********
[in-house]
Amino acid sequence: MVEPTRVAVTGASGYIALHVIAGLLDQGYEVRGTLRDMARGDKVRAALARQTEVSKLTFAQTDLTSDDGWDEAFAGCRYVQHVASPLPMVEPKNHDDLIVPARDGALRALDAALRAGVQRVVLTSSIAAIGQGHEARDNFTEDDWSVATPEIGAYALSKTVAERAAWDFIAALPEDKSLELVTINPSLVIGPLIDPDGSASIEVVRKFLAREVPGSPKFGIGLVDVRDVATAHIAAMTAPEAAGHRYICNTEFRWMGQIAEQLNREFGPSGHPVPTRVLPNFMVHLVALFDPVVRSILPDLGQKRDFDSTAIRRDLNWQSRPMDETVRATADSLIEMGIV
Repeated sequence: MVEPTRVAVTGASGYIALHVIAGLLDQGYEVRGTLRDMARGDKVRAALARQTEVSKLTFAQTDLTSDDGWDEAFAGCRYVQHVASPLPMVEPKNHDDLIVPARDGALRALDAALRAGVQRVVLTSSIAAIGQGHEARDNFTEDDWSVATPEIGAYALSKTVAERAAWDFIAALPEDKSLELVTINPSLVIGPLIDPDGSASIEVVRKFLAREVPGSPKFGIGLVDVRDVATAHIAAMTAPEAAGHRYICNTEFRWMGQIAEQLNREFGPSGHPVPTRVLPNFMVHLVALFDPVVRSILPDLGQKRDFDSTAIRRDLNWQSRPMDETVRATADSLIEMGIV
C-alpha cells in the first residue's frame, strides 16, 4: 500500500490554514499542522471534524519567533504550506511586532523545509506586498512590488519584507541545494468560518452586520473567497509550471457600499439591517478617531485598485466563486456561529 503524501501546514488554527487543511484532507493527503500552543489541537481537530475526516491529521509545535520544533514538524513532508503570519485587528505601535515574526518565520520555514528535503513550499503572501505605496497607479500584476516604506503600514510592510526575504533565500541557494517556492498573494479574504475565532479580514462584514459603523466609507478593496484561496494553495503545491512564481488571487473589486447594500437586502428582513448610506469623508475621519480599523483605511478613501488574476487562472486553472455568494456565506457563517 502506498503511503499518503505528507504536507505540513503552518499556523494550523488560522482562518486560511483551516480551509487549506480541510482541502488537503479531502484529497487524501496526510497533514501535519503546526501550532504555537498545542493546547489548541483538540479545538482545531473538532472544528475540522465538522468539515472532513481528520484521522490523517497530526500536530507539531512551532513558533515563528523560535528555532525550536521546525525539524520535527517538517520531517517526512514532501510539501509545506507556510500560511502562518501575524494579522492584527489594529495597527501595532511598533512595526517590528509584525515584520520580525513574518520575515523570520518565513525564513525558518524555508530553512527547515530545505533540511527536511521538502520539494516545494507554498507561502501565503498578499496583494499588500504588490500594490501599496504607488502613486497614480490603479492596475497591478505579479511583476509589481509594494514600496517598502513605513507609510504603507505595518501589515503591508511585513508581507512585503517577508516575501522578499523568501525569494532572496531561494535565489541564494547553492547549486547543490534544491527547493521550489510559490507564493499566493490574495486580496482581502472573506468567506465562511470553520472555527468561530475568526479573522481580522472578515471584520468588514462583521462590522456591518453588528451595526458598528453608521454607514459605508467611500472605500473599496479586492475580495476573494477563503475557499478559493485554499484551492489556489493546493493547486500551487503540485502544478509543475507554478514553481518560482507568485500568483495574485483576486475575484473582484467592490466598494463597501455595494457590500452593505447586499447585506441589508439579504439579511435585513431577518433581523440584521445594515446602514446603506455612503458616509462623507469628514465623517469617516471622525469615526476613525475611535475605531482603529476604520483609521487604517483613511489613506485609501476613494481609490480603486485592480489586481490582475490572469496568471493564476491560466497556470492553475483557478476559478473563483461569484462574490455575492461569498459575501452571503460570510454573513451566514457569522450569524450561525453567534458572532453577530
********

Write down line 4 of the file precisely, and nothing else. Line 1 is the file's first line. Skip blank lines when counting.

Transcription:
C-alpha cells in the first residue's frame, strides 16, 4: 500500500490554514499542522471534524519567533504550506511586532523545509506586498512590488519584507541545494468560518452586520473567497509550471457600499439591517478617531485598485466563486456561529 503524501501546514488554527487543511484532507493527503500552543489541537481537530475526516491529521509545535520544533514538524513532508503570519485587528505601535515574526518565520520555514528535503513550499503572501505605496497607479500584476516604506503600514510592510526575504533565500541557494517556492498573494479574504475565532479580514462584514459603523466609507478593496484561496494553495503545491512564481488571487473589486447594500437586502428582513448610506469623508475621519480599523483605511478613501488574476487562472486553472455568494456565506457563517 502506498503511503499518503505528507504536507505540513503552518499556523494550523488560522482562518486560511483551516480551509487549506480541510482541502488537503479531502484529497487524501496526510497533514501535519503546526501550532504555537498545542493546547489548541483538540479545538482545531473538532472544528475540522465538522468539515472532513481528520484521522490523517497530526500536530507539531512551532513558533515563528523560535528555532525550536521546525525539524520535527517538517520531517517526512514532501510539501509545506507556510500560511502562518501575524494579522492584527489594529495597527501595532511598533512595526517590528509584525515584520520580525513574518520575515523570520518565513525564513525558518524555508530553512527547515530545505533540511527536511521538502520539494516545494507554498507561502501565503498578499496583494499588500504588490500594490501599496504607488502613486497614480490603479492596475497591478505579479511583476509589481509594494514600496517598502513605513507609510504603507505595518501589515503591508511585513508581507512585503517577508516575501522578499523568501525569494532572496531561494535565489541564494547553492547549486547543490534544491527547493521550489510559490507564493499566493490574495486580496482581502472573506468567506465562511470553520472555527468561530475568526479573522481580522472578515471584520468588514462583521462590522456591518453588528451595526458598528453608521454607514459605508467611500472605500473599496479586492475580495476573494477563503475557499478559493485554499484551492489556489493546493493547486500551487503540485502544478509543475507554478514553481518560482507568485500568483495574485483576486475575484473582484467592490466598494463597501455595494457590500452593505447586499447585506441589508439579504439579511435585513431577518433581523440584521445594515446602514446603506455612503458616509462623507469628514465623517469617516471622525469615526476613525475611535475605531482603529476604520483609521487604517483613511489613506485609501476613494481609490480603486485592480489586481490582475490572469496568471493564476491560466497556470492553475483557478476559478473563483461569484462574490455575492461569498459575501452571503460570510454573513451566514457569522450569524450561525453567534458572532453577530